In an era when emails and messaging apps prevail, the experience of writing a letter with an ink pen seems to be antiquated. Post offices now function more like delivery stations for mailing parcels and letters are mostly a thing of the past.
Tuesday marks the 49th World Post Day, since its establishment in 1969 by Universal Postal Union. While the original intention was to promote the influence, products, and achievements of the postal service worldwide, now its significance is more about postal culture.
On this particular day, let’s look at six peculiar post boxes around the world, recalling the memory of a relic of our not so distant past.
Located 11 meters below sea level in the snorkeling area off Green Island in southeast China is the lowest post box in the world. Shaped like an adorable pygmy seahorse, the post box is 1.8 meters high and is painted white. It came into being May 4 this year, as a way to call for more tourists to protect the marine environment around Green Island.
The teachers and students on Green Island designed a special waterproof postcard for the box, which can be bought at designated shops. The revenue from this undersea post box will be used for environmental protection and education.
A post box standing straight like a soldier is the norm, so a pair of post boxes in Taipei stand out for being for its unconventional angles.
After being struck by Super Typhoon Soudelor in 2015, the two letterboxes in Taipei were permanently bent, leaving a permanent mark from the storm. Citizens around the neighborhood found them to be cute and decided to keep them as is.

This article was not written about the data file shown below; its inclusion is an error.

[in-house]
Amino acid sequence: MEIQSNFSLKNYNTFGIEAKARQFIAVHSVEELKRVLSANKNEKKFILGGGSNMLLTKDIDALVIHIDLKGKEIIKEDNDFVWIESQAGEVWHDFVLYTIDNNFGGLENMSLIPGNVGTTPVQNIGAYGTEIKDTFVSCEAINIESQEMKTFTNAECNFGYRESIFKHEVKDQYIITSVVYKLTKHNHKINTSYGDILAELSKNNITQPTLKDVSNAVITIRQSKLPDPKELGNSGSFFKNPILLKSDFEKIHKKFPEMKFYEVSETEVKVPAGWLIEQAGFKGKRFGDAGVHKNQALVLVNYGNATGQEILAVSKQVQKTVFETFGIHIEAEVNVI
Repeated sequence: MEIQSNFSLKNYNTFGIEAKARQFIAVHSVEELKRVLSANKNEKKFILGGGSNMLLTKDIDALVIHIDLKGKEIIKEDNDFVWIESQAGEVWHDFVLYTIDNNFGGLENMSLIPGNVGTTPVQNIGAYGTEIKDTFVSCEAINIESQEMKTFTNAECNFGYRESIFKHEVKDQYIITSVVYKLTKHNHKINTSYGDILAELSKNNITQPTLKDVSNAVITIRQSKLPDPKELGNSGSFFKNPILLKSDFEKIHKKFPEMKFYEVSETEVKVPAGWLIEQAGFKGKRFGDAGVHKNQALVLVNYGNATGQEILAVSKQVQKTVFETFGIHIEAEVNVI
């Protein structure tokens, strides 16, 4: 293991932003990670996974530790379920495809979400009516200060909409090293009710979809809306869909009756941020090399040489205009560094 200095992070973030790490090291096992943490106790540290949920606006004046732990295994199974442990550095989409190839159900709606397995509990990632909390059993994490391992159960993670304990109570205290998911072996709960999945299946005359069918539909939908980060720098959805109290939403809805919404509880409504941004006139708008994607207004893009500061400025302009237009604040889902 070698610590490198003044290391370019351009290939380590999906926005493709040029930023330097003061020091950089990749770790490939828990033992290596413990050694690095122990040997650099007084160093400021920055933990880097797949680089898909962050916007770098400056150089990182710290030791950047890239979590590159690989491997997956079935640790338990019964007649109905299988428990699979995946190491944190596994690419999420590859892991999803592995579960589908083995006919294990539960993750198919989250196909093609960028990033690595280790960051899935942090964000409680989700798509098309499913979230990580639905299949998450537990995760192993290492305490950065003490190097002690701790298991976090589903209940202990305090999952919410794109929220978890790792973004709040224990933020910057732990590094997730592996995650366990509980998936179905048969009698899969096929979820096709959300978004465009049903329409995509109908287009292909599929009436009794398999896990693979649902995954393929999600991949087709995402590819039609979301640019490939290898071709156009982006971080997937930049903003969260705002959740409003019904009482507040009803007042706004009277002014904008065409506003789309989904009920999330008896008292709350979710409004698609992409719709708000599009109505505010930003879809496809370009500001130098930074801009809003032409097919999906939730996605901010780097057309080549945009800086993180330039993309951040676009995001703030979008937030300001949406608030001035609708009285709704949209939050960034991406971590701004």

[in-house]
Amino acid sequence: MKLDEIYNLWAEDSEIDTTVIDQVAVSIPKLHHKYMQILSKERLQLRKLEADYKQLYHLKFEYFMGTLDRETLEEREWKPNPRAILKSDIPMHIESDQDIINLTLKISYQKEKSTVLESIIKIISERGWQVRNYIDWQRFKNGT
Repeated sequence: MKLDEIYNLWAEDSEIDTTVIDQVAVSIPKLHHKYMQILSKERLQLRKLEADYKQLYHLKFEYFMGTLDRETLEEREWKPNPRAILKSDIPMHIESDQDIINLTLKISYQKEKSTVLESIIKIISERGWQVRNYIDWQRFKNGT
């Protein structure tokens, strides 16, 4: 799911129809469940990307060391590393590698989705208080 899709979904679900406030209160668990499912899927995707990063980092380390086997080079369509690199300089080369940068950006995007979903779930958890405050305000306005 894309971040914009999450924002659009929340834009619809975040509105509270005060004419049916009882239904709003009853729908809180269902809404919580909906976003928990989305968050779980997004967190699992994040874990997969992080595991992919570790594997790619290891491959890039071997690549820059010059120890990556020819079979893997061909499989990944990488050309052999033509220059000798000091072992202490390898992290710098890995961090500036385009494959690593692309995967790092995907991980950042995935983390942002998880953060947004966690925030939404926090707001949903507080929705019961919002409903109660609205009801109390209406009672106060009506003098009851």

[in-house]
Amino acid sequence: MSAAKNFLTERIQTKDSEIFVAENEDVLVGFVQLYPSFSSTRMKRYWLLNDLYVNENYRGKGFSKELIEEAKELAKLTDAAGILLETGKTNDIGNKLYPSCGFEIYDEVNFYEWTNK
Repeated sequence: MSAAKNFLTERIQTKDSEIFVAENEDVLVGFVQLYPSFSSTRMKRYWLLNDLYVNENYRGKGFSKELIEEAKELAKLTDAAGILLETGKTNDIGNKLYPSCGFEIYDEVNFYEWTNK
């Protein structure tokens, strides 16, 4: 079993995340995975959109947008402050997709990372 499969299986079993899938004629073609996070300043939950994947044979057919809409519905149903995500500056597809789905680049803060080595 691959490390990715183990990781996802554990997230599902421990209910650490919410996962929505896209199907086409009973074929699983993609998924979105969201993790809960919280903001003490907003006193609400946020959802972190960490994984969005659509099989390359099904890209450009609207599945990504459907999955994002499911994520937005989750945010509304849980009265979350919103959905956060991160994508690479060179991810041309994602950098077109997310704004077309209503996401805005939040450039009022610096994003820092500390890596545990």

If you visited Harbin in January this year, you may found the post box “created by Elsa.”
The biggest ice-made post box in the world is located at Harbin Ice and Snow World, a theme park famous for constructions made of ice and snow in Harbin. Tourists can buy postcards in an ice-and-snow theme post office, get a special stamp from the Ice and Snow World, and send them via the ice post box.
Those in love may want to visit the post box on Tian’ai Road, Shanghai.
The post box is located in Tian’ai Road, whose name means “sweet love” in Chinese. The road is about 520 meters long, and in Chinese, the pronunciation of the number “520” resembles “I love you.” The road was designed in memorial of a couple’s love story and now is renowned as “the most romantic road” in Shanghai.
The post box on this road, usually called “love post box,” is very popular among young couples. What’s more, if you send a letter or postcard via this mailbox, your item will receive a special stamp with the word “love” on it.
Sending a letter to Santa Claus may mean you have to make the trek to Norway. In the city of Longyearbyen on the Svalbard Islands, the most northern city in the world, there is a Santa Claus post box.
With a latitude of 78°13′ North, the high Arctic city is frequently visited by polar bears and auroras in winter, and thus has a fairy-tale-like beauty. Every year, many tourists come here and send letters to Santa, hoping their Christmas wishes will be granted.
After almost a year, the BBC finally confirmed the weird letterbox was a joke from an artist under the name of “Impro.”
As one of the oldest communication method that connects the world, the post should never be forgotten. In fact, aside from the ones mentioned above, there are numerous other interesting mailboxes around the world – the oldest, the biggest, the one “swallowed” by a tree, the one takes the shape of a panda……maybe the one around your doorway also has its own special story!